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Hospital may discharge Yar'Adua this week

Source: Thisdayonline.com


President Umaru Musa Yar'Adua may be discharged from hospital this week following his recovery from a heart condition, THISDAY has learnt.

But his return date to Nigeria is still uncertain as it is dependent on his post-hospitalisation recuperation, a source informed the newspaper last night, adding that various options are still being considered.

One option is for the President to stay back for a while in Saudi Arabia for his doctors to monitor his progress, in which case he would leave the hospital and stay at one of the King's guest houses where he normally lodges anytime he visits the country.

The other option, according to the source, is for the President to return to Nigeria for recuperation, in which case the doctors may be flown into the country to monitor his progress for a while.

Although Yar'Adua is said to have favoured returning home at the earliest possible time, THISDAY learnt that he is being advised to stay back for now for the doctors to monitor his progress.

The 58-year-old Nigerian leader was flown to King Faisal Specialist Hospital in Jeddah, Saudi Arabia, three weeks ago after complaining of chest pains and has been diagnosed with acute pericarditis, an inflammation of the membrane around the heart.

Yesterday, the Nigerian ambassador to Saudi Arabia, Abdullah Aminchi, again said the date of Yar'Adua's return was yet unclear, but added that the President was feeling better by the day.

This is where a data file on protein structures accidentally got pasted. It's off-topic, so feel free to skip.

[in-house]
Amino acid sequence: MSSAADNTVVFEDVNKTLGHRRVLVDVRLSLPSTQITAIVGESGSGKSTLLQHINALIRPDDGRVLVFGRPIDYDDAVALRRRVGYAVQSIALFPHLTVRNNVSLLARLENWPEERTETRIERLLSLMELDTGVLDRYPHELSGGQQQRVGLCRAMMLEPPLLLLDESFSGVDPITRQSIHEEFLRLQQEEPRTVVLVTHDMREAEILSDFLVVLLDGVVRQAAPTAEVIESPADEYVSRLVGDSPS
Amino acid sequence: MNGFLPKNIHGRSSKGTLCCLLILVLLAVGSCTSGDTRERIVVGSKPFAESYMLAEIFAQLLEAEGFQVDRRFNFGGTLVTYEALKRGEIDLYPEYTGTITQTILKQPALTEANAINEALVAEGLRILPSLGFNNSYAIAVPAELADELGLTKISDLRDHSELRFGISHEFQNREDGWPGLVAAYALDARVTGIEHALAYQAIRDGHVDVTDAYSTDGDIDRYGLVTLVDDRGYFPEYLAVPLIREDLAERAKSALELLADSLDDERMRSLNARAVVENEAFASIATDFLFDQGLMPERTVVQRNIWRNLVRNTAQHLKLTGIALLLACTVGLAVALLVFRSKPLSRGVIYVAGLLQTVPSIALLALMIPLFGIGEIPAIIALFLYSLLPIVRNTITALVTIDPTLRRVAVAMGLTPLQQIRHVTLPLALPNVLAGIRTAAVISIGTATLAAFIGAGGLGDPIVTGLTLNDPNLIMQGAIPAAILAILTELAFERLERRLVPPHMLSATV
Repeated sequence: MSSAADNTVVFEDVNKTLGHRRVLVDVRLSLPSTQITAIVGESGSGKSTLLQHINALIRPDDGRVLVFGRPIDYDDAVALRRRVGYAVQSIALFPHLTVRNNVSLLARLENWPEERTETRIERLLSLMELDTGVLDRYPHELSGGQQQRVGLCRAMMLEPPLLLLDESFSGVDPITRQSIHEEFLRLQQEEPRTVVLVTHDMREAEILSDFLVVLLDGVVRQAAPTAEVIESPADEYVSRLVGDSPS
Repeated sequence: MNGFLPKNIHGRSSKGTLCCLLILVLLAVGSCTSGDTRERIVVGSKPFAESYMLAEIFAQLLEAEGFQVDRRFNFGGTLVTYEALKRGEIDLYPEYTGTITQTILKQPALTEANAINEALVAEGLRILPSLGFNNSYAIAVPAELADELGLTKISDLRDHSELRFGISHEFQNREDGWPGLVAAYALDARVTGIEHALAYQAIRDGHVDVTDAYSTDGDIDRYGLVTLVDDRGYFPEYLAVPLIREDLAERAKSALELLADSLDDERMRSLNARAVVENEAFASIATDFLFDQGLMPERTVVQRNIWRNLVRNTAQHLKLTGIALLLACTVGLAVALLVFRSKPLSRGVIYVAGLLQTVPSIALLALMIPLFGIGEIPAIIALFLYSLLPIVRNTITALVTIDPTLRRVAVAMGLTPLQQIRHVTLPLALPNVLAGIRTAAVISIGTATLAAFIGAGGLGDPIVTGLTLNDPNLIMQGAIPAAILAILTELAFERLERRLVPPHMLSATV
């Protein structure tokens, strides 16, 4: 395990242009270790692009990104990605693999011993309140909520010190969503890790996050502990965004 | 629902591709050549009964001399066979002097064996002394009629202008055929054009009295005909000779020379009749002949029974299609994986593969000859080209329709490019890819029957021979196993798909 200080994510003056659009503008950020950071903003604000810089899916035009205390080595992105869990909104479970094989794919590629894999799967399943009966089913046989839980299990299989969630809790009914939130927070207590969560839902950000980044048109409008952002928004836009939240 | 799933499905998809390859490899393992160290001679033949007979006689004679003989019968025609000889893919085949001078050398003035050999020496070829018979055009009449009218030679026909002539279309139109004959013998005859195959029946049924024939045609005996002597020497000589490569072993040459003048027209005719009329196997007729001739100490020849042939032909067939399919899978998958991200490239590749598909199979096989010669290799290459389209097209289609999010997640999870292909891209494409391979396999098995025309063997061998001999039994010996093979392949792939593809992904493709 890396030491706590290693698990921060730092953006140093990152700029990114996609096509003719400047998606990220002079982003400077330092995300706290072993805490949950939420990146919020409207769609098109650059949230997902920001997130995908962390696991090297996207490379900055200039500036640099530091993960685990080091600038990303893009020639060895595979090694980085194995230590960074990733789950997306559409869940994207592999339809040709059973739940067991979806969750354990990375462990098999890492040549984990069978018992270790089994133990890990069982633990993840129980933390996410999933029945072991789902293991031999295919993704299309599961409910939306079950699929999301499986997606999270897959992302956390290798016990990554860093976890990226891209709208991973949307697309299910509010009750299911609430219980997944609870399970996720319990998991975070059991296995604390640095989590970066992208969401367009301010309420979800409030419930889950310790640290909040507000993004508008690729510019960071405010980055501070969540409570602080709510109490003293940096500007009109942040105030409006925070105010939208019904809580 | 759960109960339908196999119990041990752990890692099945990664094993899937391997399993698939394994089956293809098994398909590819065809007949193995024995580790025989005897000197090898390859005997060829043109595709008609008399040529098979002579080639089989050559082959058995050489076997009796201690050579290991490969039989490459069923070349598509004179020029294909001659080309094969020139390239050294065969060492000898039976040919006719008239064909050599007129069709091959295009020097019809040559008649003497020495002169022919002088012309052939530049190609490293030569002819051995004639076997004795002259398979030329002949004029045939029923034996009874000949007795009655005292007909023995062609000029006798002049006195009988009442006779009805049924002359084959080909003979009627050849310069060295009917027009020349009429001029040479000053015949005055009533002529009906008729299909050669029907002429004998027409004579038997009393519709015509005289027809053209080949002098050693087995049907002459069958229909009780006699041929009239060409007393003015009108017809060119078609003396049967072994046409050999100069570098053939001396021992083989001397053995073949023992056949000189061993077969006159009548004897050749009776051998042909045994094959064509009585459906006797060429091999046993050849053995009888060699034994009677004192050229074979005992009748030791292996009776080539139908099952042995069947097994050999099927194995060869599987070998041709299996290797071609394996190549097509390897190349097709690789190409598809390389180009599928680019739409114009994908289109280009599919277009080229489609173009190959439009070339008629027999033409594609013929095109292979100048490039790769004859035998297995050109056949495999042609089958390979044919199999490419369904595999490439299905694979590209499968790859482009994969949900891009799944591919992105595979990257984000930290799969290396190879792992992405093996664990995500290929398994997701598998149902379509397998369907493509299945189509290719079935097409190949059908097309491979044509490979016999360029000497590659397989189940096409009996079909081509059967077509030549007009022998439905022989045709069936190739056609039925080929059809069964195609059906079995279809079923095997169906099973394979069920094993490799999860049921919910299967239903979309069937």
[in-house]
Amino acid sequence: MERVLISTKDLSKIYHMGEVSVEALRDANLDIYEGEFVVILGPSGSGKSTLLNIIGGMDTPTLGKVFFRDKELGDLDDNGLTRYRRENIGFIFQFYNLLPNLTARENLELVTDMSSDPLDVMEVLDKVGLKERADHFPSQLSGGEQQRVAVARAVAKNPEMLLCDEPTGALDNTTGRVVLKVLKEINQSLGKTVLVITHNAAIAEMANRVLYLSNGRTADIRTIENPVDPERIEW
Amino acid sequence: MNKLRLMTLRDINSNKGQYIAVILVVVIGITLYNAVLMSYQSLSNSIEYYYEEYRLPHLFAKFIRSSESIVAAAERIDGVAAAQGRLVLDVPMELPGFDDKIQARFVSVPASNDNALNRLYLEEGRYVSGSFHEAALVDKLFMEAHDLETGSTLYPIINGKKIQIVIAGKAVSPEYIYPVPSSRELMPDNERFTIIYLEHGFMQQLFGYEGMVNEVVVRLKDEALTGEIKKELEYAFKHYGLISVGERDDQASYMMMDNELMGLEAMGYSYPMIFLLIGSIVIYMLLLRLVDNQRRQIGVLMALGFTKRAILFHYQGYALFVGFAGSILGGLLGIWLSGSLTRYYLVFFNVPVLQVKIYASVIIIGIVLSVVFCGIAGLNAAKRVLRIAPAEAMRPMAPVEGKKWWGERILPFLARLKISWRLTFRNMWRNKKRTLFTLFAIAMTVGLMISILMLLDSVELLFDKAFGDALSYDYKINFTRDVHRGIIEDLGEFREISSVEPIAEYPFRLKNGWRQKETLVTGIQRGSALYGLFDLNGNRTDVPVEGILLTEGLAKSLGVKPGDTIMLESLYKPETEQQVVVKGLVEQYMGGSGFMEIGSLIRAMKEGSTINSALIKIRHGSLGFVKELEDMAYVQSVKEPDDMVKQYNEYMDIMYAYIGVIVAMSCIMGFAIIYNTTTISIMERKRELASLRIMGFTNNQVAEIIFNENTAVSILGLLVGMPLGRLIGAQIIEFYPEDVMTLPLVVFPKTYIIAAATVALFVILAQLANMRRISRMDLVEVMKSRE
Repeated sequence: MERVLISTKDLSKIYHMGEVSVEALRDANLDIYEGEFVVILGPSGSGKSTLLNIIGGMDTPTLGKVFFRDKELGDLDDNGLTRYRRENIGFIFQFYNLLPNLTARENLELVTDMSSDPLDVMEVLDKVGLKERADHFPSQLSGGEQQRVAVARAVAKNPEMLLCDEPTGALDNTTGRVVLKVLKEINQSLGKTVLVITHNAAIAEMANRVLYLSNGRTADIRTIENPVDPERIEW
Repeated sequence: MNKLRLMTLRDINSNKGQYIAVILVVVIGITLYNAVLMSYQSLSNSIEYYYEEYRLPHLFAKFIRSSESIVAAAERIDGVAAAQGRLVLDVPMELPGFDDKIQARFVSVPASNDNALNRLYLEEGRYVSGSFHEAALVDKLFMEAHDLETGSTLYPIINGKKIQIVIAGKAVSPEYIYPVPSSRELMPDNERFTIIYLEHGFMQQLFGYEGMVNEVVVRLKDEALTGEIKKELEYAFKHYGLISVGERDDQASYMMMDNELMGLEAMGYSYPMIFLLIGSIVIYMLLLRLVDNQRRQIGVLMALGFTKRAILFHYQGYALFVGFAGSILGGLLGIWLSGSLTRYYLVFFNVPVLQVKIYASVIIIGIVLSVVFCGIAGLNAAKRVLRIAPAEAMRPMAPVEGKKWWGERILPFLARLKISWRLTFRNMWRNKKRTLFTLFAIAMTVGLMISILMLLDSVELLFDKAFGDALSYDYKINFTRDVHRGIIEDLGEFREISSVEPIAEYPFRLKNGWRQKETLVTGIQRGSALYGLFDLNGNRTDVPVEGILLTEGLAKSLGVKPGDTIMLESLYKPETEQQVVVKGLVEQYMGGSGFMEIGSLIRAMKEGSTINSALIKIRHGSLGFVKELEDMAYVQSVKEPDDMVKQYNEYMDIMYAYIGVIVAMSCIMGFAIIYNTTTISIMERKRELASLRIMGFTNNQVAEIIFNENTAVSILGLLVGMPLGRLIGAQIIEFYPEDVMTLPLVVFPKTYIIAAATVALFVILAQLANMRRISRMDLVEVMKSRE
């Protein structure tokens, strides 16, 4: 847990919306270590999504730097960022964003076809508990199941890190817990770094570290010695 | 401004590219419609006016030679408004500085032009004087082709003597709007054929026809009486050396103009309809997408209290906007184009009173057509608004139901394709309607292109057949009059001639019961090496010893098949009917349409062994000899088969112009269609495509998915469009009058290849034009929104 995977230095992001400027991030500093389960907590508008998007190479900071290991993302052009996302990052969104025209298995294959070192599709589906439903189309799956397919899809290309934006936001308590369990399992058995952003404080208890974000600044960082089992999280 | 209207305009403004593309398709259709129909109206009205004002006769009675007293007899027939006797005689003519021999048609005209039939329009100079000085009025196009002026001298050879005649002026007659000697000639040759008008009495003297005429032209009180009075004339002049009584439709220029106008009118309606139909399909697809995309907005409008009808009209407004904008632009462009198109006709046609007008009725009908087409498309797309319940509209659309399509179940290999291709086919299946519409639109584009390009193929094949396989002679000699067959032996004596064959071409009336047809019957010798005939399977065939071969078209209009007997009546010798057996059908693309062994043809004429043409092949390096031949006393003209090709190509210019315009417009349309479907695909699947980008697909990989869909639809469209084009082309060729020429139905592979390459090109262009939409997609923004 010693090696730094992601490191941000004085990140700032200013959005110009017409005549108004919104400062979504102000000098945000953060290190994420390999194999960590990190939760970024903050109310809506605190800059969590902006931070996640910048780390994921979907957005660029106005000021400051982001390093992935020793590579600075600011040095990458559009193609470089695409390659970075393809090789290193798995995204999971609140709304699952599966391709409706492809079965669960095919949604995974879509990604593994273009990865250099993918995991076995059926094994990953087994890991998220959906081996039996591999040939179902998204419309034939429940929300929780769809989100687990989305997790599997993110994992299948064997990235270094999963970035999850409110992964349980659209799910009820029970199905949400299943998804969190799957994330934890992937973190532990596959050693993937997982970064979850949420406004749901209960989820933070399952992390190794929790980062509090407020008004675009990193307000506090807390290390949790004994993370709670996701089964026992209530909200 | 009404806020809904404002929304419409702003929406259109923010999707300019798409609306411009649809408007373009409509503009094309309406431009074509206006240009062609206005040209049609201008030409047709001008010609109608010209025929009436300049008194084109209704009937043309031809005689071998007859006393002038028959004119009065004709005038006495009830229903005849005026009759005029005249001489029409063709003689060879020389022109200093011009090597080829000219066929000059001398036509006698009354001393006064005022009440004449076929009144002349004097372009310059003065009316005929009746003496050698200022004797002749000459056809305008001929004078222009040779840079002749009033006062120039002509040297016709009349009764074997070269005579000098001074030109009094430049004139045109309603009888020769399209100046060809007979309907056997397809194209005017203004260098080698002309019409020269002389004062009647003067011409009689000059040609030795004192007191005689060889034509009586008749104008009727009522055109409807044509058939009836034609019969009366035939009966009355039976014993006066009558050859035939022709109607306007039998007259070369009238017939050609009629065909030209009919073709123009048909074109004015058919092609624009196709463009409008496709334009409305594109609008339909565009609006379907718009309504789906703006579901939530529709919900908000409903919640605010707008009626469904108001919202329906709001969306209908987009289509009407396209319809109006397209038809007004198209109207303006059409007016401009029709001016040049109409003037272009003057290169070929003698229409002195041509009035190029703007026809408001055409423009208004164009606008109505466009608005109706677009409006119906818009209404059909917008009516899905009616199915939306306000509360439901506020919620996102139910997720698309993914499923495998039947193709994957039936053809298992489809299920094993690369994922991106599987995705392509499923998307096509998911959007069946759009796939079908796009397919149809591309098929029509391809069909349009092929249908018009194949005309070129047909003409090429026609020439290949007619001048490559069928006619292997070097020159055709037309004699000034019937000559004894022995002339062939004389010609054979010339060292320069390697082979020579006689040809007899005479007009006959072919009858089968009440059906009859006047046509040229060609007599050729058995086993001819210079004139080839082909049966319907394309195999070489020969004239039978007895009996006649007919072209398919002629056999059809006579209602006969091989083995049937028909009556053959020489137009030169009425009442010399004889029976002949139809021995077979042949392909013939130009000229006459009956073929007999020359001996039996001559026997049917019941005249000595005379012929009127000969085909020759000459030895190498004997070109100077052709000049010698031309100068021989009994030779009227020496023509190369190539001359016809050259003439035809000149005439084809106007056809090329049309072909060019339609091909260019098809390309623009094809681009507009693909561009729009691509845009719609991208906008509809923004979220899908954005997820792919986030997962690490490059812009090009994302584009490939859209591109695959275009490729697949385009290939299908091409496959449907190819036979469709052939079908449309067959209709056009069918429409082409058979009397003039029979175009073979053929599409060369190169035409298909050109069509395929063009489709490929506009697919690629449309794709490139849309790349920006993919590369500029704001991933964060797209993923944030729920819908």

Reuters news agency quoted a statement issued by the envoy as saying that only the doctors could decide the day the president would return.

This is in line with what the Minister of Information, Prof. Dora Akunyili, said last week in Abuja. She had said that it was only the doctors treating the President who could say when Yar'Adua would return to the country.

“Since his arrival in the Kingdom, he has been feeling better by the day... the doctors will decide when he can leave. Now they said he should rest in the hospital and they have not given a date for when he can leave,” Aminchi said in the statement. He failed to comment on the current actual medical condition of the president.

Yar'Adua's stay in the clinic in the Red Sea port of Jeddah is the latest in a series of overseas medical trips which have raised concern about his health. He has in the past visited Saudi Arabia and Germany reportedly to treat a chronic kidney problem.

Ministers unanimously agreed earlier this month that there were no grounds on which to seek the president's resignation; rejecting calls for him to quit or let a panel of doctors determine whether he is fit to govern.

The cabinet came out strongly backing Yar'Adua after reports had it that about 50 public figures called on him to resign or allow a medical panel to assess his health.

“We have decided to stand by the president and pray for him to recover fully,” Akunyili had told the media.

In the aftermath of the resolution by the Federal Execu-tive Council (FEC), the Action Congress (AC) caucus of the House of Representatives had insisted that the president should resign.

The president's long stay in the hospital has led to a plethora of calls for prayers by politicians and religious leaders.

The Senate President David Mark had some weeks ago called for a nine-day prayer for Yar'Adua's speedy recovery.

“We are in difficult times in the life and history of our country. We should all continue to pray for the quick recovery of Mr. President for him to return and continue the governance of our nation.

“Since the President left for Saudi Arabia for medical check up, the organs of government have remained intact and functional. But in spite of this, some Nigerians have resorted to all kinds of rumours that can neither strengthen our development processes nor guarantee our much-sought reforms. I urge you to ignore these rumour mongers as they do not mean well for our country and her people,” Mark had said